Mortgage rates to decline following central bank’s rate cut: economists

Canadian homeowners have likely gained a reprieve from an expected increase in mortgage rates this year.

TORONTO — Canadian homeowners have likely gained a reprieve from an expected increase in mortgage rates this year.

Economists say rates will dip slightly in response to the Bank of Canada’s surprise move Wednesday to cut its trend-setting interest rate to 0.75 per cent, from one per cent, to soften the blow of dropping oil prices on the Canadian economy.

“This signals that low interest rates will be with us a while longer,” said Avery Shenfeld, the chief economist at CIBC World Markets, noting that the central bank’s rate cut will likely mean a corresponding 0.25 drop in variable, or floating, mortgage rates.

Fixed-rate mortgages are also likely to see a slight decline, as they follow bond yields, which will move lower in response to the rate cut.

It was anticipated that the Bank of Canada would move to increase its overnight rate later this year due to an improving economy, until crude prices started to slide and dropped below US$50 a barrel.

Phil Soper, president of realtor Royal LePage, said Canadians could be shopping for cheaper mortgages within days.

“It doesn’t take long to react to a policy change like this,” Soper said. “That’s why it’s such a powerful tool.”

A conventional five-year mortgage stands at about 4.79 per cent, according to data from the Bank of Canada.

Decreased mortgage rates are likely to boost sales and prices of homes in Central Canada, including in Toronto’s red-hot property market, where Soper predicts prices could climb by 4.5 to five per cent this year.

“It will be a lift to the industry overall,” Soper said. “However, it will be particularly pronounced in Central Canada, which we believe will see a lift from lower oil prices regardless and, when you add to it the stimulative impact of lower mortgage rates, we should see an uptick in activity.”

However, the rate cut may also spur Canadians, who have been criticized previously by the Bank of Canada for holding record levels of debt, to borrow more money.

“Certainly this isn’t going to discourage anyone from taking on debt,” Shenfeld said.

“But I think in the Bank of Canada’s eyes right now, it’s a lesser of two evils. They’ve shown discomfort with the amount of borrowing Canadians have done, but the economy right now can’t afford to shut the tap off on that if we’re not getting the lift to growth from the energy sector.”

Although cheaper mortgage rates are likely to buoy real estate markets in Central and Atlantic Canada, TD economist Craig Alexander says the impact of oil prices will trump interest rates in Western Canada.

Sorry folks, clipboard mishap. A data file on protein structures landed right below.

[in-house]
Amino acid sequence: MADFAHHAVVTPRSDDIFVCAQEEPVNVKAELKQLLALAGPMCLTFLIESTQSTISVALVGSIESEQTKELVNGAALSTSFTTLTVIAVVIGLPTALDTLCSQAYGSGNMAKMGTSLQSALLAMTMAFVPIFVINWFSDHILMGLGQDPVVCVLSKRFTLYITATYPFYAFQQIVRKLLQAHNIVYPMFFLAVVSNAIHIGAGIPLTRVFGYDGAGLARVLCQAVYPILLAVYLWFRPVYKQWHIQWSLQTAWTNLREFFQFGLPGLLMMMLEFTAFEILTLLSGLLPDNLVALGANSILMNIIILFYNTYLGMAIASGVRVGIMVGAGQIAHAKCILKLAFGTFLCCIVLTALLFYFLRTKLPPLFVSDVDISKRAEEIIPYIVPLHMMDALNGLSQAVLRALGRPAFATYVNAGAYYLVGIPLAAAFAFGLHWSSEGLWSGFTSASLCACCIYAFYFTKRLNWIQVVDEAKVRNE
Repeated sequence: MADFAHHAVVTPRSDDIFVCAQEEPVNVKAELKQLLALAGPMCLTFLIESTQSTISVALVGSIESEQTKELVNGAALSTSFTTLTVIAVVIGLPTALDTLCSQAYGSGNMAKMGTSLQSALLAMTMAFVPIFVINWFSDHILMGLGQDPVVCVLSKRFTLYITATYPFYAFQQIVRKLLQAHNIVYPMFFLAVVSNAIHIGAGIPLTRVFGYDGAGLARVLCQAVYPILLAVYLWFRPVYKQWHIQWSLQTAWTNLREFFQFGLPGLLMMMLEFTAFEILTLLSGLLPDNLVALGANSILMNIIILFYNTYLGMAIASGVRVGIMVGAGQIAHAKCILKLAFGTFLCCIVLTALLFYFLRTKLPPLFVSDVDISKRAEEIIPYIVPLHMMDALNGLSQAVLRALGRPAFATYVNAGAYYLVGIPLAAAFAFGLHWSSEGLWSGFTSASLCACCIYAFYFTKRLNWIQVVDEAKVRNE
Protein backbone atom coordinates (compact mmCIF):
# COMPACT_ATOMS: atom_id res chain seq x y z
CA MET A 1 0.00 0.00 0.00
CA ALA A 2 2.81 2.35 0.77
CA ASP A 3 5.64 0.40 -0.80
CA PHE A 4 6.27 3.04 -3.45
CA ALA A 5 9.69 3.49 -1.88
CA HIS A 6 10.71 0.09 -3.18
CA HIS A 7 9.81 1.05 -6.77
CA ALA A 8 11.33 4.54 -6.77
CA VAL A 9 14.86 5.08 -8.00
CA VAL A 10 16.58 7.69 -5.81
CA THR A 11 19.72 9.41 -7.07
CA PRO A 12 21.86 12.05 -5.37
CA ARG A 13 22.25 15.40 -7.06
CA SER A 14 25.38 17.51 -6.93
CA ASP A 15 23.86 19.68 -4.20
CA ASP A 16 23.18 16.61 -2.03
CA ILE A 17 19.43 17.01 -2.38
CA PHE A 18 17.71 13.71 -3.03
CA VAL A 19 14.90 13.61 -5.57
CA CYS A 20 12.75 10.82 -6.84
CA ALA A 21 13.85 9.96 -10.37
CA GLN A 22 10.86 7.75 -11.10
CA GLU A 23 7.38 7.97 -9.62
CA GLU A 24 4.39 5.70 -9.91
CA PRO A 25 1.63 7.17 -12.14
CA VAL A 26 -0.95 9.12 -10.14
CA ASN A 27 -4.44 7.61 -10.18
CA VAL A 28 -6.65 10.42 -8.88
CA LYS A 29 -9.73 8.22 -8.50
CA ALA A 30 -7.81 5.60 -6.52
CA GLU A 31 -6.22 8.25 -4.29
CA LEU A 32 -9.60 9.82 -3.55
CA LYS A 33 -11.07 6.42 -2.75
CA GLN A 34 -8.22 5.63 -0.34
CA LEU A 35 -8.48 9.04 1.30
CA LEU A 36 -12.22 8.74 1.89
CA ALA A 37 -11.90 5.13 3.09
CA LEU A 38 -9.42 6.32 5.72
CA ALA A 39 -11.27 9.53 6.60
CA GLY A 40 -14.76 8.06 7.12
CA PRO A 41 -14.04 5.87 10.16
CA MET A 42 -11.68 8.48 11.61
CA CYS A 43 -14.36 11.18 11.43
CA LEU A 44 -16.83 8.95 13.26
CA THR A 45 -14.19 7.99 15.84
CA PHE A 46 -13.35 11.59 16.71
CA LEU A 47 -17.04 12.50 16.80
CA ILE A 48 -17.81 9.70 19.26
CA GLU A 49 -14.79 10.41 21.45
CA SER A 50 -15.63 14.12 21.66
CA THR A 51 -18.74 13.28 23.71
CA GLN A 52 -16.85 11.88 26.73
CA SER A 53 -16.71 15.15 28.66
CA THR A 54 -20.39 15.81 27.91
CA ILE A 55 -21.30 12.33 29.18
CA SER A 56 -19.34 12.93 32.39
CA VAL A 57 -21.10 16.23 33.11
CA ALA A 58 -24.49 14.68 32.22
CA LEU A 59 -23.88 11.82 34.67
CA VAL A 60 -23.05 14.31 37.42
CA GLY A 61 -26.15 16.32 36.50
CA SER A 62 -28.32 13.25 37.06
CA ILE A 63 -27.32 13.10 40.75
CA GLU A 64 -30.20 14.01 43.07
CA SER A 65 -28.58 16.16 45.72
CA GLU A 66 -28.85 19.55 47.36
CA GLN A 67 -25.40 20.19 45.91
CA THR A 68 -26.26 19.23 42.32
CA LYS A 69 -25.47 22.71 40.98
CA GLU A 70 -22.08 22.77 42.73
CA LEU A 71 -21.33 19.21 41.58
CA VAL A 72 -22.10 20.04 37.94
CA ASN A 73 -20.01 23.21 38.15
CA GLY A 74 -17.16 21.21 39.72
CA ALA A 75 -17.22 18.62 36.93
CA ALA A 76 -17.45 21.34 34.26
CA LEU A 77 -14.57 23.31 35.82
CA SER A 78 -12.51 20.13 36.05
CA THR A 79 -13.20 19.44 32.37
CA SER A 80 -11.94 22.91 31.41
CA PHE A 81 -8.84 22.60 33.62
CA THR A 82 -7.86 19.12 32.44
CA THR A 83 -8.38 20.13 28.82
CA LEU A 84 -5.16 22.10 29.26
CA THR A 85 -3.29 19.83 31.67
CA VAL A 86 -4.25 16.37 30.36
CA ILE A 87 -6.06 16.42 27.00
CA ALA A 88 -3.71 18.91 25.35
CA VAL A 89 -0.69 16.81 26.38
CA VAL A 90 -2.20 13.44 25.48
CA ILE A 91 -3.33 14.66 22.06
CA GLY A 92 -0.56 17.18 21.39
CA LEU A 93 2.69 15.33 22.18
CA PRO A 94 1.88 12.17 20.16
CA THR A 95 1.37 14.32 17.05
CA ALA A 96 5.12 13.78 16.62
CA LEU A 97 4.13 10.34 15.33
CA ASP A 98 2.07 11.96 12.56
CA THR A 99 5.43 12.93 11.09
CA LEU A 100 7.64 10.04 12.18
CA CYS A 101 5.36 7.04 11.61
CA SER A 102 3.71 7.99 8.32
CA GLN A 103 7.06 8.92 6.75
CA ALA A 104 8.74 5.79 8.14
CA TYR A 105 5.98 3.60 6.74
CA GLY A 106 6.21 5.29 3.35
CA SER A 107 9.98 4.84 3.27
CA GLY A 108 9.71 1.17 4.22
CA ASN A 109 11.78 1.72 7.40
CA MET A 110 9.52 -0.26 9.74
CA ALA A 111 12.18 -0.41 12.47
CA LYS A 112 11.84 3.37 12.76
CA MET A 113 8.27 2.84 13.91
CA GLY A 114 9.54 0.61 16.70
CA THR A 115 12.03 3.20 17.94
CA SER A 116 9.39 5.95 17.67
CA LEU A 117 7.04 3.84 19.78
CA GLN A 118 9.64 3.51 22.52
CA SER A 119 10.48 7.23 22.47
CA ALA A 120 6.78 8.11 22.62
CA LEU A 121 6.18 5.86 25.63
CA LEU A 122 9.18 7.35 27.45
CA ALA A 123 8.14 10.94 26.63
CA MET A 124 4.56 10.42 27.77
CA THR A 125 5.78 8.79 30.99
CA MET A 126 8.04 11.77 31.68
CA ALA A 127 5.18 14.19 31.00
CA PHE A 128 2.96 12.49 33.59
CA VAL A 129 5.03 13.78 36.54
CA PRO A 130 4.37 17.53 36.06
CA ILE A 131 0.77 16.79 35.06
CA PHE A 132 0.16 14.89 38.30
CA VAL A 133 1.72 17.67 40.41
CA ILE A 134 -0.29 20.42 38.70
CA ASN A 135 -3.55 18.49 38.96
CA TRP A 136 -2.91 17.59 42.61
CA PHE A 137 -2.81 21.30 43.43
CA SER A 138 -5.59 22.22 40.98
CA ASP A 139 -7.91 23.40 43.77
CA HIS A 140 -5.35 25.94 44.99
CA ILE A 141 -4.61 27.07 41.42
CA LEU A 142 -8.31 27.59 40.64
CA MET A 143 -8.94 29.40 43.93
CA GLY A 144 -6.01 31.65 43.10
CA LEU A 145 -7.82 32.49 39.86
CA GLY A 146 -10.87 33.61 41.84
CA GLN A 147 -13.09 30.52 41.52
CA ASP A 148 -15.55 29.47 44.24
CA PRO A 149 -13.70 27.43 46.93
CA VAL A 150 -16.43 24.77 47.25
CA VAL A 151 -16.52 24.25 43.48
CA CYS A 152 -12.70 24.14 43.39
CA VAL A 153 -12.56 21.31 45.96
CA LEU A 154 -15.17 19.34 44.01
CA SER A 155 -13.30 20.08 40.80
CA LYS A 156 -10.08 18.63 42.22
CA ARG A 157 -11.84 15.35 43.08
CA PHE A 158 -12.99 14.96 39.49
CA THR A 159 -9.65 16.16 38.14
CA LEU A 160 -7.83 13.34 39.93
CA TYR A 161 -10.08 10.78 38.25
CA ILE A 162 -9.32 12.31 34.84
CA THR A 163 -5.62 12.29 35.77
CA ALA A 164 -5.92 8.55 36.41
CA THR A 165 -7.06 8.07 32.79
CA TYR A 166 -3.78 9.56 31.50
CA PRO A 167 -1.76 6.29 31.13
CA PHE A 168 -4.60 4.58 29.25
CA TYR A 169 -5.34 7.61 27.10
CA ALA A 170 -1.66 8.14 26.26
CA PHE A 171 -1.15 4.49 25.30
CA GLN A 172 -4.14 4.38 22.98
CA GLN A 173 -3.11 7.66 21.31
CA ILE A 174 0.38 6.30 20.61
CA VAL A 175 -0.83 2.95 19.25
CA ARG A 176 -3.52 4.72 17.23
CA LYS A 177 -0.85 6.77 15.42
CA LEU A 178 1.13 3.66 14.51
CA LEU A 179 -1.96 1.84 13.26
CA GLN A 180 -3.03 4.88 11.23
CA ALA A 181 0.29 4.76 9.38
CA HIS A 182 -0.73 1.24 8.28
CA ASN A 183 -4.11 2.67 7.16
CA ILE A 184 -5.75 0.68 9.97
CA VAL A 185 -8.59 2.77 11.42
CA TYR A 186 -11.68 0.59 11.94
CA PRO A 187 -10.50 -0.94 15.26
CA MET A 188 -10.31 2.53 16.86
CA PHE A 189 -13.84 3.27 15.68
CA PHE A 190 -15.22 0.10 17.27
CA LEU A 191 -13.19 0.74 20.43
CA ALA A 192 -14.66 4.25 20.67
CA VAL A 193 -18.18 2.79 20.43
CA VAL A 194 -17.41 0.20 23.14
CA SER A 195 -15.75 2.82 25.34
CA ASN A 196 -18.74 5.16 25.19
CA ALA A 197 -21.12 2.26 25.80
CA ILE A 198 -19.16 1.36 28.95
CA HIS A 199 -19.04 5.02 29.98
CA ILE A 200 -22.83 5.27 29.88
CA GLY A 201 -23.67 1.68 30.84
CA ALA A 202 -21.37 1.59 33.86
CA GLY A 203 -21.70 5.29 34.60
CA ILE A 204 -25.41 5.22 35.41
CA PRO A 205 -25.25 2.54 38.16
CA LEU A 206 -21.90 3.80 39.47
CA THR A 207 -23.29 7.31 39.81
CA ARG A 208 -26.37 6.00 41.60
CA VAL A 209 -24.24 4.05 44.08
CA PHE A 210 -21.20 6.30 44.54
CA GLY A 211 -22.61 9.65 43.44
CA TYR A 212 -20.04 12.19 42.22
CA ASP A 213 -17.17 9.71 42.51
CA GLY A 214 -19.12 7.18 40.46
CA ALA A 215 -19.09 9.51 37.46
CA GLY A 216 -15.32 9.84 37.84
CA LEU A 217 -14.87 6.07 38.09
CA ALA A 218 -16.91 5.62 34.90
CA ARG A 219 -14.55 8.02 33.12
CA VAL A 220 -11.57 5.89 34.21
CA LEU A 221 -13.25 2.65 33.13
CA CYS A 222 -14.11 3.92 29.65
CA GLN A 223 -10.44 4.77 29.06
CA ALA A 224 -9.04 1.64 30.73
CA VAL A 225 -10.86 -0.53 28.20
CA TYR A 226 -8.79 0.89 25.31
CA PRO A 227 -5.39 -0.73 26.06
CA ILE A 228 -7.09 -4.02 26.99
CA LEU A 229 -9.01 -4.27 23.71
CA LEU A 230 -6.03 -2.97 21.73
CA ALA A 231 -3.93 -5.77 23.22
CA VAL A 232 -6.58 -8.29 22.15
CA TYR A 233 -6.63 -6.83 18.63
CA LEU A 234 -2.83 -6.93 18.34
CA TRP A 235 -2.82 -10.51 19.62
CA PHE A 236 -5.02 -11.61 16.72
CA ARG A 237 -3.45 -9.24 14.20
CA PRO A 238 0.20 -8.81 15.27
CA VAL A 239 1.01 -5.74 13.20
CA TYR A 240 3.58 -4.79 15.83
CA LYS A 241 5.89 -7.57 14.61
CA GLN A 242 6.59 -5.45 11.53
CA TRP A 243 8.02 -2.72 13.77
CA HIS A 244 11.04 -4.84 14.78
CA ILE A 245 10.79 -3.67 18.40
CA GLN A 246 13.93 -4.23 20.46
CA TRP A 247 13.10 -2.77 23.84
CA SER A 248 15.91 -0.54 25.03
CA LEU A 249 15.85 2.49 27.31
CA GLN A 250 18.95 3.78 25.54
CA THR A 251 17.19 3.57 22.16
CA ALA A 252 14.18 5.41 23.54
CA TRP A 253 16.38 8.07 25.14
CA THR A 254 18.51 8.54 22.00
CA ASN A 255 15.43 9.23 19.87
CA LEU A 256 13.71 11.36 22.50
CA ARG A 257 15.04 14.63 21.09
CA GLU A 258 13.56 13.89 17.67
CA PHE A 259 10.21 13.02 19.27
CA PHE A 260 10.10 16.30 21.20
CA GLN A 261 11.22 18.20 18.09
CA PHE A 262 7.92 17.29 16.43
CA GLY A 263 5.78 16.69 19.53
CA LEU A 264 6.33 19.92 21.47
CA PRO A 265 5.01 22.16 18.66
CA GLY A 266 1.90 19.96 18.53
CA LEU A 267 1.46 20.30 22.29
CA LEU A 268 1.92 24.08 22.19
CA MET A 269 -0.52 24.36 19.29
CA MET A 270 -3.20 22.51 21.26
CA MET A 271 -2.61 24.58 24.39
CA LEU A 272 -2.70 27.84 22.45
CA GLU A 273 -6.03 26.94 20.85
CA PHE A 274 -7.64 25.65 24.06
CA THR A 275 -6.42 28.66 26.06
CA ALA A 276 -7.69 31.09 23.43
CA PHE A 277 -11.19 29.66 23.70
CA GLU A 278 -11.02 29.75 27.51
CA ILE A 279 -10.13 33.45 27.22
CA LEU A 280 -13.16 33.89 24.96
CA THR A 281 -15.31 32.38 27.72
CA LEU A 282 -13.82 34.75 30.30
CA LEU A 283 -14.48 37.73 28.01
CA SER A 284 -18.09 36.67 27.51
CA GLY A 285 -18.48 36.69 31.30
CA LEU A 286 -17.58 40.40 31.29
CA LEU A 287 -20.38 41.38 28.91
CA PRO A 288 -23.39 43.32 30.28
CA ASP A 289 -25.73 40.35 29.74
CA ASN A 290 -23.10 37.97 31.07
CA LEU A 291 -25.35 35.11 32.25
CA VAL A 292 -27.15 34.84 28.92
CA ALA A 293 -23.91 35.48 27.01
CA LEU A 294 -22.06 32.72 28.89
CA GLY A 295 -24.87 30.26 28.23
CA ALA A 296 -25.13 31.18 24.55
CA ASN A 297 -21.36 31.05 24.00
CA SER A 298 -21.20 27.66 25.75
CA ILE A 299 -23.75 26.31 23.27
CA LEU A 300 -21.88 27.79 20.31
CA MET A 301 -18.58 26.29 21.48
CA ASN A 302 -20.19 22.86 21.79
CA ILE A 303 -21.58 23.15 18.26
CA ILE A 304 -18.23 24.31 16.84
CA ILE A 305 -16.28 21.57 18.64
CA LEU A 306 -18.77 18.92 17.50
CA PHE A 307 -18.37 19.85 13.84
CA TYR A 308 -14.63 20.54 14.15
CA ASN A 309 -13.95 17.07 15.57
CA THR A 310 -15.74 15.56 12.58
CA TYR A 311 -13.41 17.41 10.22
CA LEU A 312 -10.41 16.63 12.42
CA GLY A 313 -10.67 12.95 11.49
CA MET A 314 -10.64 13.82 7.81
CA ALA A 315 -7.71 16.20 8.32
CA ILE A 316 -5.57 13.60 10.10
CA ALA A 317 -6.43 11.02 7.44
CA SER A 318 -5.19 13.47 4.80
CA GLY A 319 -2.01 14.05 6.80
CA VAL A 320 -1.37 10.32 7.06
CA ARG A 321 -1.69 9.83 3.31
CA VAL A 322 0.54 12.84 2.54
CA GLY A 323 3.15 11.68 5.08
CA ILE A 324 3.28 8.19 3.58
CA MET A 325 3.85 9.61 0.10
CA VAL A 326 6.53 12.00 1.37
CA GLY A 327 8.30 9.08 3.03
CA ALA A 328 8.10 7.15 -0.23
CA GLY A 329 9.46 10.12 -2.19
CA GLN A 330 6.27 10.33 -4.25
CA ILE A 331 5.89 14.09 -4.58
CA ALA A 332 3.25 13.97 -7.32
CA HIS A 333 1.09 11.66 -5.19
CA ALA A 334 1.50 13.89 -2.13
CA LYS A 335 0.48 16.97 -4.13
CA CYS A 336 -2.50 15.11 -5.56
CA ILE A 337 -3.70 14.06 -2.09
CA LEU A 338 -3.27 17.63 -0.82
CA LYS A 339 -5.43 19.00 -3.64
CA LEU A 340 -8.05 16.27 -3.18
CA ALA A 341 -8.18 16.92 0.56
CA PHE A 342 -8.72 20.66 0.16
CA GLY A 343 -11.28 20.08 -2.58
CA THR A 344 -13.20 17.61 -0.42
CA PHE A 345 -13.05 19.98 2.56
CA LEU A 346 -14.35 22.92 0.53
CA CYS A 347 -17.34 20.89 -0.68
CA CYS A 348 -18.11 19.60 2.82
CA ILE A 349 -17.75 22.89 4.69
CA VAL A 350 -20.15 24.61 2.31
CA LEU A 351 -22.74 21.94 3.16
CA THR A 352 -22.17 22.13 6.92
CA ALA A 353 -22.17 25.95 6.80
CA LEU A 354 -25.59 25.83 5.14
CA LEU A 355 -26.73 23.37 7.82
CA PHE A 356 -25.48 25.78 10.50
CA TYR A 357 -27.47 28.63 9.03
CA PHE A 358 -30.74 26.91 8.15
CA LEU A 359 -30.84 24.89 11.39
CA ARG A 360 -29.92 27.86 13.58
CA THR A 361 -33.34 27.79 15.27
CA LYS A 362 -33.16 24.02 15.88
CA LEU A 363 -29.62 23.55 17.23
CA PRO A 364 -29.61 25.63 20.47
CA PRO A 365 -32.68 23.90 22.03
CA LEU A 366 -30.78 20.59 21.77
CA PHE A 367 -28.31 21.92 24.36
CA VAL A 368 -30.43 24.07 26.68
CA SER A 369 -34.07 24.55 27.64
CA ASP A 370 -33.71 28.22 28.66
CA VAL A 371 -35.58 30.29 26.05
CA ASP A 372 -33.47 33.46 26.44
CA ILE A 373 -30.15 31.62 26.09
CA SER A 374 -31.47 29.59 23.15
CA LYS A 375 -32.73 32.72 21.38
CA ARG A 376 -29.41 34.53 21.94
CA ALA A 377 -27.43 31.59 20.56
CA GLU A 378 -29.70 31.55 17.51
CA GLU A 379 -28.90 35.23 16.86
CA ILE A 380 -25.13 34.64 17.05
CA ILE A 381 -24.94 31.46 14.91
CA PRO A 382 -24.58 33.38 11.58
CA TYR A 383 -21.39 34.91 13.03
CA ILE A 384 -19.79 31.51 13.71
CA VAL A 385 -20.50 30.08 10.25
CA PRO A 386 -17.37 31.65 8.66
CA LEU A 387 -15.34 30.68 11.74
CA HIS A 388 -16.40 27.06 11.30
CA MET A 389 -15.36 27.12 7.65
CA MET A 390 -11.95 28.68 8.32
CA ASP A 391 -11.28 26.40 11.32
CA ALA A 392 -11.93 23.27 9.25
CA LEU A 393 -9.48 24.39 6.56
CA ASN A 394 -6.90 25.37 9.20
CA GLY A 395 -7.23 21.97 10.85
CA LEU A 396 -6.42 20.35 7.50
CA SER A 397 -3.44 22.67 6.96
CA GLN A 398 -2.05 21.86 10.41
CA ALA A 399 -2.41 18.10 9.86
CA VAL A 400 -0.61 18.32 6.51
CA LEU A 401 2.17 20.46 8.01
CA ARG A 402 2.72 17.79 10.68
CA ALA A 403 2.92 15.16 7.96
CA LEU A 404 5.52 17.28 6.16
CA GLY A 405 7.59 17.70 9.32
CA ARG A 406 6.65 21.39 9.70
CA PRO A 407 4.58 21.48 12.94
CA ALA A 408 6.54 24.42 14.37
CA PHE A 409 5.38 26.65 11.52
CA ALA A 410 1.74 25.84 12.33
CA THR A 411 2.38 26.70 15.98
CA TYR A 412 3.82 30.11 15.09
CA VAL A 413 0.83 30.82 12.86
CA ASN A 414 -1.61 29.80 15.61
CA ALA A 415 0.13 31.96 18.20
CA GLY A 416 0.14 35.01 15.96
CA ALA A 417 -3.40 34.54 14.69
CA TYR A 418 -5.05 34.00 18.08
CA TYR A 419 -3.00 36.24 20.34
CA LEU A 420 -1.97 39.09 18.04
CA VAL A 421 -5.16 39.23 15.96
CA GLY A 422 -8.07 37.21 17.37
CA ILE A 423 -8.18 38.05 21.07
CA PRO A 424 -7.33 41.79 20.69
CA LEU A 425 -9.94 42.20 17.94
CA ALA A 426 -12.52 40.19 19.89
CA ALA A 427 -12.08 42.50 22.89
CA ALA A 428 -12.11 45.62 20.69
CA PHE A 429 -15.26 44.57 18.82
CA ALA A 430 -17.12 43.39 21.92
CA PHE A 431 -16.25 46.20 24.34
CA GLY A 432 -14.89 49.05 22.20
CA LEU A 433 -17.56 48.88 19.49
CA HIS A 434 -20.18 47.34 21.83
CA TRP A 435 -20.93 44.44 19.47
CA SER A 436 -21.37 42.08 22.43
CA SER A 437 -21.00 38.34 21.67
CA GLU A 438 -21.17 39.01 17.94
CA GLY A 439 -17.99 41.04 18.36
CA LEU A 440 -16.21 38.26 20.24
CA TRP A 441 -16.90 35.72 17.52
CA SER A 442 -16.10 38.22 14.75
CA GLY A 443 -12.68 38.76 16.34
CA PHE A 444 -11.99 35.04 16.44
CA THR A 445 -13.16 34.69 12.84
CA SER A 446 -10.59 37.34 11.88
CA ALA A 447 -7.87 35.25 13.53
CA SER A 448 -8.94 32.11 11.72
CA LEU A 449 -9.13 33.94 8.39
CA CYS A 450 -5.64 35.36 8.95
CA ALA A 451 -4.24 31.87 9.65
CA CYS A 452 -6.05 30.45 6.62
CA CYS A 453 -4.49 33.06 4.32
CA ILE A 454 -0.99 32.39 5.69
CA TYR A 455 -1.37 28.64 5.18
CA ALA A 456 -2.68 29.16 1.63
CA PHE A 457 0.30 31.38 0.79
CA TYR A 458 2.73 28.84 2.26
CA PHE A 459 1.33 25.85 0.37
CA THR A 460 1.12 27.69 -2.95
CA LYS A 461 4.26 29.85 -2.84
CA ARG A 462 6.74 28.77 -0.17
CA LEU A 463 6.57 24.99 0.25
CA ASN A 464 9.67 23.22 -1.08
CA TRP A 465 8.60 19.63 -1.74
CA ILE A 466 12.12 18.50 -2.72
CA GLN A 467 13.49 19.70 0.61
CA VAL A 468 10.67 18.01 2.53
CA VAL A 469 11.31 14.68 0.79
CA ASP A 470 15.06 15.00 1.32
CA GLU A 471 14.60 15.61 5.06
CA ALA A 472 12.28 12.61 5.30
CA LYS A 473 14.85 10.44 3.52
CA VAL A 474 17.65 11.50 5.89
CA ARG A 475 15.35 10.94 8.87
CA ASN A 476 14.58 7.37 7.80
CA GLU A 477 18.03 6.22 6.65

“I think it’s inevitable that you’re going to see a pullback in sales and a softening in price growth in real estate in oil-rich provinces because, at the end of the day, income growth in those provinces is going to be a lot less,” Alexander said.

“It is an economic shock, and real estate markets do reflect local economic conditions.”

In its latest report, Royal LePage predicted home prices in Calgary would grow by 2.4 per cent this year – a slowdown from the 5.5 per cent jump they made last year.

Meanwhile, older Canadians who rely on interest-bearing investments for their income could find themselves squeezed as a result of the central bank’s policy change.

“It will push them into looking at alternative investments that can generate a bit more yield than a straight GIC,” Shenfeld said.

Just Posted

2019 Women of Excellence Awards nominees announced

The nominees were announced in Red Deer Thursday

City watching speed limit debate

Blackfalds, Calgary and Edmonton the latest to consider reduced residential speed limits

Movie shot in Red Deer and Lacombe is nominated for Alberta film award

‘Cor Values’ is up for a Best Feature Rosie

Red Deer developer ordered to replant some of the levelled College Park trees

Some residents don’t believe restoration plans go far enough

Red Deer election forum set for April 11

Presented by Red Deer & District Chamber of Commerce

Local Sports: Queen’s Avery Lajeunesse not afraid to get physical

A year ago Avery Lajeunesse made a commitment to join the RDC… Continue reading

Seniors: Exposing the hype surrounding supplements

Do we need dietary supplements as we age? Do these supplements actually… Continue reading

Eight warning signs you won’t finish college

Forty per cent of students who enrol in a four-year college don’t… Continue reading

Photos: Deer spotted in Red Deer

Spring has sprung. One Advocate reader has been seeing a herd of… Continue reading

Ken Johnston competes in Sheraton Celebrity Dance Off

Sheraton Celebrity Dance Off will be held April 13

Oil field worker to show off his moves on the dance floor

Sheraton Celebrity Dance Off will be held April 13

Radio show host is Sheraton Celebrity dancer in Red Deer

VINNIE TAYLOR You may have heard Vinnie Taylor on the radio in… Continue reading

Dancing dentist of Innisfail

Sheraton Celebrity Dance Off will be held April 13

Most Read